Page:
Vol Au Vent Puff Paste
|Cold butter||3⁄4 Cup (12 tbs) (ice cold)|
|Ice water||18 Tablespoon|
|Lard||3⁄4 Cup (12 tbs)|
|Flour||3 Cup (48 tbs)|
In a cold mixing bowl cut the 1/2 cup butter and the lard into the sifted flour until it is the size of small marbles or large peas. (We do mean lard, not vegetable shortening. Jesse insists that good old pork lard mixed with butter makes far better puff paste than either pure butter by itself or butter mixed with any other fat.)
Although most cookbooks advise using knives to cut the shortening into the flour, Jesse achieves wonderful results with a light aluminum kitchen spoon, with the edge of which he lightly slices the ice cold lumps into the flour.
Jesse taught me how to do this, working always with an inward and upward "scooping" stroke of the spoon, with a short outward and upward twist of the wrist; the outer edge of the spoon slices into the flour, not only cutting the shortening lumps but also each time lifting a bit of flour and some pastry lumps, thus introducing more and more air into the flour with each cutting stroke.
Jesse particularly cautions against using the spoon with a "mashing" motion that would tend to press or squeeze the grease into the flour rather than flaking it in.
I am sure this is one of his top secrets for fine pastry making, and the method has worked wonders for me in biscuits and rolls as well as puff paste.
To keep the butter and lard hard while working, have the bowl very cold before beginning, and then stand it in a pan of ice water while cutting the grease into the flour.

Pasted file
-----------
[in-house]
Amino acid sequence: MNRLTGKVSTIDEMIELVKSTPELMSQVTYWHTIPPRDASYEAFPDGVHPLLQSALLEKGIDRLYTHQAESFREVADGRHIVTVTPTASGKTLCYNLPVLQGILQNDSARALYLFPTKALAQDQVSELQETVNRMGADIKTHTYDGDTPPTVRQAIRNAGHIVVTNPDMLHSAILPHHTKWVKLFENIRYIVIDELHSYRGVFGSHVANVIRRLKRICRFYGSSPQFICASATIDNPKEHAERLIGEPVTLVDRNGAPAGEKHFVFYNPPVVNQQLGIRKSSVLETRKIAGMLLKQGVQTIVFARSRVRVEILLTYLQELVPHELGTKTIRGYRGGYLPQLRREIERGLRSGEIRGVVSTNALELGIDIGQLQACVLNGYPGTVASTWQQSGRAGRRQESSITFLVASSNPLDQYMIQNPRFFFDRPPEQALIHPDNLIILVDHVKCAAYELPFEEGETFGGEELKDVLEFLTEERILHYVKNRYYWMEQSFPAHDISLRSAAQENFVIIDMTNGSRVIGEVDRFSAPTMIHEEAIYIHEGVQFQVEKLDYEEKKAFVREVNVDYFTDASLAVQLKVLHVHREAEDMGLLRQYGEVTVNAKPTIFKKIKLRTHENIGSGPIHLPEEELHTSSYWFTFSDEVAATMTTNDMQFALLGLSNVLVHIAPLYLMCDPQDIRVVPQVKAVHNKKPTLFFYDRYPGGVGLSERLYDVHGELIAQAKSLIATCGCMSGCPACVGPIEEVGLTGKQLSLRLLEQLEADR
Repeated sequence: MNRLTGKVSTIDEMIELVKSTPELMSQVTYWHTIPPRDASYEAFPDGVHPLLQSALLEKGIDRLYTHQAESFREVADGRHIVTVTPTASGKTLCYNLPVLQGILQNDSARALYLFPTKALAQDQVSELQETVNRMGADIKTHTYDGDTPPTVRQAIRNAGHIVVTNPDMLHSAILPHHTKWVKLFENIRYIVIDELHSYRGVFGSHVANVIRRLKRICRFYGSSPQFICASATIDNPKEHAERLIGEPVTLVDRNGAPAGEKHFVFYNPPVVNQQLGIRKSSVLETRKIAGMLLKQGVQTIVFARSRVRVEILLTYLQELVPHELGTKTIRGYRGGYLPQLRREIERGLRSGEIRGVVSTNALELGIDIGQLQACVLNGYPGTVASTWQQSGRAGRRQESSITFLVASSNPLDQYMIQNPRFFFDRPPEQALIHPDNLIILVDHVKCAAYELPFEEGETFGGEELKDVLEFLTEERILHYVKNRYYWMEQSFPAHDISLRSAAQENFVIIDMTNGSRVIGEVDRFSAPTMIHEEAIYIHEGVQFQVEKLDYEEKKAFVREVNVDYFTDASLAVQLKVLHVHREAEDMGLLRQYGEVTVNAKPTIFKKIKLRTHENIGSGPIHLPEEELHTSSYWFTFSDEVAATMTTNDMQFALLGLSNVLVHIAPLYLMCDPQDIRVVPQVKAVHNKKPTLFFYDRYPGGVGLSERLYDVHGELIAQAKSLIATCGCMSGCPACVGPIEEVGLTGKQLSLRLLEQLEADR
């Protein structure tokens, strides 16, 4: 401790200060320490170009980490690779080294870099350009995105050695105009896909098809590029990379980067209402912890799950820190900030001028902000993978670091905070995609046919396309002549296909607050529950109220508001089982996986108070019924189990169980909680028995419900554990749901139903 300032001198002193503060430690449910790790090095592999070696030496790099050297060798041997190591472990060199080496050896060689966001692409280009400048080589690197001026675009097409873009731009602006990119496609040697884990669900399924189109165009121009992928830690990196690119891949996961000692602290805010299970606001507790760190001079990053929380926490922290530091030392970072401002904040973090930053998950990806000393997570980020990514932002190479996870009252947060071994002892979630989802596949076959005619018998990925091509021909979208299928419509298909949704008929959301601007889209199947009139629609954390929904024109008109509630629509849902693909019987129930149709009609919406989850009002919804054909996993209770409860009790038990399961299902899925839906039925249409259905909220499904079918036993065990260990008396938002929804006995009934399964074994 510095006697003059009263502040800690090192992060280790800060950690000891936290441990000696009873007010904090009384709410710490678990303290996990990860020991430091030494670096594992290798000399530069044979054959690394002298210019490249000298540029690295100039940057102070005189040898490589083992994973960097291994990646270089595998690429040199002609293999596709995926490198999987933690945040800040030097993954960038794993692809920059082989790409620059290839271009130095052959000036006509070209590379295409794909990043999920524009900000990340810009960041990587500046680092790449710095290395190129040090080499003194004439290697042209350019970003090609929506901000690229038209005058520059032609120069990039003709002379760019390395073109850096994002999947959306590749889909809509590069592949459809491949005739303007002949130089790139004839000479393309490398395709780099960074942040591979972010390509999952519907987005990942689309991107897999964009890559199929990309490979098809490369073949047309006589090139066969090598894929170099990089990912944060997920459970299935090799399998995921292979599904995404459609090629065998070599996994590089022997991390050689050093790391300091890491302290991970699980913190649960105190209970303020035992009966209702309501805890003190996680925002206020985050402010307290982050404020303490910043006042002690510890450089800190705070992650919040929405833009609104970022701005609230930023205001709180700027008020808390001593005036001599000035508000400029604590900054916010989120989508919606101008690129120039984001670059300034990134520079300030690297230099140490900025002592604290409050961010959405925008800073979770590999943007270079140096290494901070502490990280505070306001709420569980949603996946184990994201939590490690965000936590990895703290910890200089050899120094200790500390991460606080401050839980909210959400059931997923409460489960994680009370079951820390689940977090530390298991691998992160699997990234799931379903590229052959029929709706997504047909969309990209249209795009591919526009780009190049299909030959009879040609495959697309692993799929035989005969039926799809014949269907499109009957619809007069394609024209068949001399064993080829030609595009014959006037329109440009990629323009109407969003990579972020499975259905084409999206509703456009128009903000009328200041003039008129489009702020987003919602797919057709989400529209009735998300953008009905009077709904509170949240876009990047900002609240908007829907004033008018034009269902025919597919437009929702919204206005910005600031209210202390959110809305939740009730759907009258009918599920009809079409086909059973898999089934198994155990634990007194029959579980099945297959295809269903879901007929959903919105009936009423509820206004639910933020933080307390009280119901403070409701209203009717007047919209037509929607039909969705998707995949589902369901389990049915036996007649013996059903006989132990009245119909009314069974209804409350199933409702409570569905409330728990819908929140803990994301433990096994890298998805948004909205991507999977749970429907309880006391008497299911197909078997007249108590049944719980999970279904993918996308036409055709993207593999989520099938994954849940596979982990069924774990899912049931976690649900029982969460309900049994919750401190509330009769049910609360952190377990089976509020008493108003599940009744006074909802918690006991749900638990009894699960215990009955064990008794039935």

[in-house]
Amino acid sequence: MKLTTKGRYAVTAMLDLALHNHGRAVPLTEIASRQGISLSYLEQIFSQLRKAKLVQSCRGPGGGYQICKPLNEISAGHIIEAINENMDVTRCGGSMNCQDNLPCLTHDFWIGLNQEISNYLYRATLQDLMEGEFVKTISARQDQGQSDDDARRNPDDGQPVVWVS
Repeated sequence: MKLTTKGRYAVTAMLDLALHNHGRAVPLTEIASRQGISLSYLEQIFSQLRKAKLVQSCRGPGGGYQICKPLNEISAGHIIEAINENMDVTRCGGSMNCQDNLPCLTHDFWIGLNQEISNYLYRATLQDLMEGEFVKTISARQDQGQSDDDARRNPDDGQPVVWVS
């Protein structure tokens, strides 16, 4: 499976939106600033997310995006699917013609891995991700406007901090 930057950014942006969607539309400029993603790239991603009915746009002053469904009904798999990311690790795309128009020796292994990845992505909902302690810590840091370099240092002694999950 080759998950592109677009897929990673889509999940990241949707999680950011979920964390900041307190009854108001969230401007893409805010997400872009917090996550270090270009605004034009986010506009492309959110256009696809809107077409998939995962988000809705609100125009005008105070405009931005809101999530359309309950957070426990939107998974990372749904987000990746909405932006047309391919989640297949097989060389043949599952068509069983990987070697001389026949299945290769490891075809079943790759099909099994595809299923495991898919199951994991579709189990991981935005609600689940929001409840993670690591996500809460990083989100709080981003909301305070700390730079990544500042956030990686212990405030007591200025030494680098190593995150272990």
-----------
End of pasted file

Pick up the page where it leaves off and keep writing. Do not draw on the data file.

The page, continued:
When the shortening has been thoroughly flaked into the flour until it is in lumps of the large pea size, add 18 tablespoons of ice water, three or four spoonfuls at a time, lightly and quickly mixing it into the flour with the same scooping motion; do not knead or mash with the spoon.
Adding the water in such small quantities keeps it colder while mixing and prevents the shortening from melting; also, you avoid "flooding" your dough.
The dough should be slightly on the damp side when it is lifted from the bowl; if it is too dry it will not roll out thinly without breaking or cracking.
Jesse never touches dough with his hands except when absolutely necessary this also helps keep the shortening cold.
He lifts the dough from the bowl with the spoon, gently drops it on a lightly floured board, and sifts a light coat of flour atop the lump.
Then he rolls the dough out immediately, with no kneading and no waiting, to 1/4 inch thickness.
He then takes the extra 1/4 pound of butter from the freezer compartment of the refrigerator, where he has let it get very cold (not frozen), and chips small lumps from it to scatter all over the rolled dough, using about half the butter.
Then, very lightly, he taps the flour sifter over the dough to leave an ever so thin dusting of flour over the butter dotted surface.
Next he quickly folds the dough in half and rolls this out slightly.
He repeats the butter dotting procedure and again flips the dough in half (thus having four layers of pastry sandwiched together with floured butter lumps between them).
The dough is then divided by cutting off a piece equal to one third of its size, with a sharp knife.
Set this aside in the refriger.